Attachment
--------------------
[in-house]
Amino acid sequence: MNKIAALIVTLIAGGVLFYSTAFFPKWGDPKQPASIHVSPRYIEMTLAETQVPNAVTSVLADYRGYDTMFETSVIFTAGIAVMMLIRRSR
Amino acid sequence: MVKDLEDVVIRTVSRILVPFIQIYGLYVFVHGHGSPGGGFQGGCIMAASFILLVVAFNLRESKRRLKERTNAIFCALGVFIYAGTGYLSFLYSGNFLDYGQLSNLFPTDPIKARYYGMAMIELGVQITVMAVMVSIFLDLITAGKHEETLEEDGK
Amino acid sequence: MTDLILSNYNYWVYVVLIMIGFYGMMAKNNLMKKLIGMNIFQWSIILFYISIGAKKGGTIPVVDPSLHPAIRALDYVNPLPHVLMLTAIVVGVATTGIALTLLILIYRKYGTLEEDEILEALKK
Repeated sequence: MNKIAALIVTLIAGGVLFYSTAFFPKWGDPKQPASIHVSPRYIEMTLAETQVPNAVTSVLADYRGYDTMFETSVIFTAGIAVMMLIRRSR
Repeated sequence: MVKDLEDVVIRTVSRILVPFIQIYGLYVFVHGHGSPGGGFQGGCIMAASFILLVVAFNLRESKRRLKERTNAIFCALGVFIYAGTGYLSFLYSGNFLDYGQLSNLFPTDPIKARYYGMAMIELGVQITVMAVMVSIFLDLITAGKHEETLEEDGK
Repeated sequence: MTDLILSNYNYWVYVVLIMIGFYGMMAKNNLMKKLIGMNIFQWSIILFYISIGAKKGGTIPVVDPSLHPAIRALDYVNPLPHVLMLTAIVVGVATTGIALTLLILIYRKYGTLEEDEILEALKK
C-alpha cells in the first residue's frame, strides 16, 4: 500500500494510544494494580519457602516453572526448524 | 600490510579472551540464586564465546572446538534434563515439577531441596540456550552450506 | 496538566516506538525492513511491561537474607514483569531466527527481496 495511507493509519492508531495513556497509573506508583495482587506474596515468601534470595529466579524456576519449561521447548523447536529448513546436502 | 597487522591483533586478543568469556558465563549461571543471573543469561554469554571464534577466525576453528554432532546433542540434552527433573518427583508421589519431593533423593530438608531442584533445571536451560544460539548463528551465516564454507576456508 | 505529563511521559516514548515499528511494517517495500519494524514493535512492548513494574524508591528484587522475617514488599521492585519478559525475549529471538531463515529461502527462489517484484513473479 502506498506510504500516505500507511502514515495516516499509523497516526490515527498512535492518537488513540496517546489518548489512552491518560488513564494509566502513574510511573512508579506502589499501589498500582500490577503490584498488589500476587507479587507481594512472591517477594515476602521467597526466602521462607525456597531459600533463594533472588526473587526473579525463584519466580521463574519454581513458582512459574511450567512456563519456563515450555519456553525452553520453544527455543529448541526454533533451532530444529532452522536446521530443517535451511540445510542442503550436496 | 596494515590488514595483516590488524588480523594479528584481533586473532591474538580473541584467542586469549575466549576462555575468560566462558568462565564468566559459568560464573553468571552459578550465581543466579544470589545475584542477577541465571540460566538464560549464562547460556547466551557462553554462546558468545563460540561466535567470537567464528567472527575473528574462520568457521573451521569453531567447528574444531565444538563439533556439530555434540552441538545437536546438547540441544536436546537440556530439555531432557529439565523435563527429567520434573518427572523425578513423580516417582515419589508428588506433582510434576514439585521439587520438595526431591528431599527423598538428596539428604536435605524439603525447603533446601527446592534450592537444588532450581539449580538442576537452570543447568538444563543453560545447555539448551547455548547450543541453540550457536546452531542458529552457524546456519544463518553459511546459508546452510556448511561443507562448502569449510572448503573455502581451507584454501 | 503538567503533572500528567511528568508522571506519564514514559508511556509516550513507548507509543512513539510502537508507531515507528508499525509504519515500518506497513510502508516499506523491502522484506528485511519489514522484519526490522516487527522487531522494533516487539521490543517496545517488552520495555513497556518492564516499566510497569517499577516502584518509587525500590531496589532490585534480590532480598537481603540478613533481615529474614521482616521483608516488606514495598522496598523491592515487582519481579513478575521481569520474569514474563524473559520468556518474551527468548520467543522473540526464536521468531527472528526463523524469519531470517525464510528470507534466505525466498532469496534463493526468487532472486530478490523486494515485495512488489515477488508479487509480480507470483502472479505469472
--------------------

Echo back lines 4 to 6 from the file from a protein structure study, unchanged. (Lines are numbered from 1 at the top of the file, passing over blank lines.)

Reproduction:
Amino acid sequence: MTDLILSNYNYWVYVVLIMIGFYGMMAKNNLMKKLIGMNIFQWSIILFYISIGAKKGGTIPVVDPSLHPAIRALDYVNPLPHVLMLTAIVVGVATTGIALTLLILIYRKYGTLEEDEILEALKK
Repeated sequence: MNKIAALIVTLIAGGVLFYSTAFFPKWGDPKQPASIHVSPRYIEMTLAETQVPNAVTSVLADYRGYDTMFETSVIFTAGIAVMMLIRRSR
Repeated sequence: MVKDLEDVVIRTVSRILVPFIQIYGLYVFVHGHGSPGGGFQGGCIMAASFILLVVAFNLRESKRRLKERTNAIFCALGVFIYAGTGYLSFLYSGNFLDYGQLSNLFPTDPIKARYYGMAMIELGVQITVMAVMVSIFLDLITAGKHEETLEEDGK